Wonderful Blackwater wanderer

ANY person who walks the length of the Munster Blackwater deserves an accolade, writes Donal Hickey

Traversing its 167km from Ballydesmond, on the Cork/Kerry border, to the point where it enters the Celtic Sea, at Youghal, is a stern test which involves overcoming natural and man-made obstacles of bogland, water, bramble, wood, fences and drains.

Retired teacher Jim O’Malley completed the odyssey in seven days and had a few scars to prove it. Along the way, he met farmers, anglers, workmen, shopkeepers, and B&B owners, all of whom him provided him with insights about the storied river and the people living on its banks.

“The countryside is aggressive. It wants to pick a fight with you. It wants to dish out scars and bruises. It wants to give you roughened palms and gritty eyes,” he says.

Hailing from the Killeagh/Youghal area of east Cork, the long-distance walker and environmentalist completed his journey in the early autumn of 2010, starting from the source of the river, a wild, marshy area called Muinganine, near Ballydesmond.

He describes Muinganine as an “unsettled, lonely place inhabited only by the mountain hare, the hovering kestrel and the scarce hen harrier”.

The experience has resulted in a book, Walking The Munster Blackwater, due to be published later this year. Civil servant and writer Annraoi Ó Liatháin penned a book about the river in 1959, but Jim says he is looking at it from a different perspective and a landscape that has been transformed beyond recognition.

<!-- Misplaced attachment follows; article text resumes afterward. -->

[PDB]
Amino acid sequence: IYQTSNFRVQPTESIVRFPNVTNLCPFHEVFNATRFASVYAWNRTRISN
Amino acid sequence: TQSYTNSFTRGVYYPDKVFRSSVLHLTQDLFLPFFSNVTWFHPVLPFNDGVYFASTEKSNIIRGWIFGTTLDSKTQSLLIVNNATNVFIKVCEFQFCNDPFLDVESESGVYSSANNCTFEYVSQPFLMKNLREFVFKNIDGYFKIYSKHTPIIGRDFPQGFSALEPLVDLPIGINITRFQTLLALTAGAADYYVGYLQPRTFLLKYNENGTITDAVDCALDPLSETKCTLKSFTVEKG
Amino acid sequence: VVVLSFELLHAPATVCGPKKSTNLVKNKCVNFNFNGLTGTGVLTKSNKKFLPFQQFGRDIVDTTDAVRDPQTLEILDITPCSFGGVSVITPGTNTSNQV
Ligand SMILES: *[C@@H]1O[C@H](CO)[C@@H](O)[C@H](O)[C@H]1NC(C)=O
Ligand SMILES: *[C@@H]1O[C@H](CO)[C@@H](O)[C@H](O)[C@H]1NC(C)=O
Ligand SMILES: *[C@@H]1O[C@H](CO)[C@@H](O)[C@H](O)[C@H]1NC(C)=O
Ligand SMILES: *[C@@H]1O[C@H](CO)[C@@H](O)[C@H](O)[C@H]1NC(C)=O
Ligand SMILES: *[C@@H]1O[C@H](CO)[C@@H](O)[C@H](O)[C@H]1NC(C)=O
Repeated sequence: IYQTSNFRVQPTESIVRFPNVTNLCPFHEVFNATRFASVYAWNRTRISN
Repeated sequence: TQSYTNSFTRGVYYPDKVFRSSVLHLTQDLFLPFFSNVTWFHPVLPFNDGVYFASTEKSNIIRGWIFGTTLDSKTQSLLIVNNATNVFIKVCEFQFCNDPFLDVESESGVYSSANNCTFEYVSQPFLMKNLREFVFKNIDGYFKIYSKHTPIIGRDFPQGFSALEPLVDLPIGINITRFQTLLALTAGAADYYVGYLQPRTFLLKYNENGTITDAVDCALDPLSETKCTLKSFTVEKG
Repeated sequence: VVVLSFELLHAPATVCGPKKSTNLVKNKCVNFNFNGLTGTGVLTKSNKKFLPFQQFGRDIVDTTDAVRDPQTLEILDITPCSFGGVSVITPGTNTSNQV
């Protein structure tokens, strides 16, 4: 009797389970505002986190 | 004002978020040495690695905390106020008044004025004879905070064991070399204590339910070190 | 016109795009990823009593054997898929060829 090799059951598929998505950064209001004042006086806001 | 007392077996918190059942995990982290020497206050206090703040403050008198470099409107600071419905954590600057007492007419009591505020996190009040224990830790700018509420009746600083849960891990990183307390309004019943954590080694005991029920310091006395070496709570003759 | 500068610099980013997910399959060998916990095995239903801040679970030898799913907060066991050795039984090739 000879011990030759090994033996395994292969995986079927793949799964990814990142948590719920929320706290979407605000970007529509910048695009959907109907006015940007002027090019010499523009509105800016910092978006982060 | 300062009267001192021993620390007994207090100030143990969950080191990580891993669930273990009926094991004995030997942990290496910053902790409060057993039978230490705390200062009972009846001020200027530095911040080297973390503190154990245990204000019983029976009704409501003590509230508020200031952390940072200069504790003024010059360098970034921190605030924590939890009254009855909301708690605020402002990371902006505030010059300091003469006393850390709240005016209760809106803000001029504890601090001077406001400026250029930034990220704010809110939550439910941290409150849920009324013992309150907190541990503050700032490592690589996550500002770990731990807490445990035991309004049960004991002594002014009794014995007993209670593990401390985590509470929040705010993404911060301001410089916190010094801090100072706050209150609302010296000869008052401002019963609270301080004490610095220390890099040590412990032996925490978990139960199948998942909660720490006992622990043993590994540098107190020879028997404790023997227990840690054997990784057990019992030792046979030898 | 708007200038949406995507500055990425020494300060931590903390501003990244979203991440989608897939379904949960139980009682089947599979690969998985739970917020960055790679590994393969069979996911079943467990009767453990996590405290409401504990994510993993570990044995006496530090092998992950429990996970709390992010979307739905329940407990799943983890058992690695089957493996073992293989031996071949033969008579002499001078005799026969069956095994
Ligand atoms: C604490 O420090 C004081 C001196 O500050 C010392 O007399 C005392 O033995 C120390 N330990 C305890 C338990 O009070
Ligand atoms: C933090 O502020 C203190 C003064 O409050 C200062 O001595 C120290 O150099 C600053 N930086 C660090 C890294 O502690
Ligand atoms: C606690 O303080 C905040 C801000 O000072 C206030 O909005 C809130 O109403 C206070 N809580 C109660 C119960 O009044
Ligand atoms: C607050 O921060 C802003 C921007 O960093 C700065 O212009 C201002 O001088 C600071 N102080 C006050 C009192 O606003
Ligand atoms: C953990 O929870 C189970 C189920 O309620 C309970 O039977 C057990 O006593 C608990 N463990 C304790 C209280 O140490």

Almost step by step and writing with passion and flair, he takes us along the river bank, relating some fascinating historical facts, snippets about geography and geology and pen pictures of the often rugged and wooded landscape.

The towns of Mallow, Fermoy, Lismore, Cappoquin, and Youghal and attractive villages are all featured, while the author also focuses on the changed faced of rural Ireland: crops, mechanisation, the use of herbicides and new breeds of cattle in the Blackwater Valley.

As is the case with most waterways nowadays, he also encounters pollution not too far from the river’s source, with an ugly, brownish algae betraying over-enrichment, while hoping a strong flow will flush the river and prevent harmful substances from gathering.

Jim O’Malley, who lives in Beaufort, Co Kerry, taught in the Intermediate College, Killorglin. Walking the Munster Blackwater, published by Ashford Press, is clearly a labour of love — an illustrated work that will find a treasured place on the bookshelves of walkers, local historians, and anglers.


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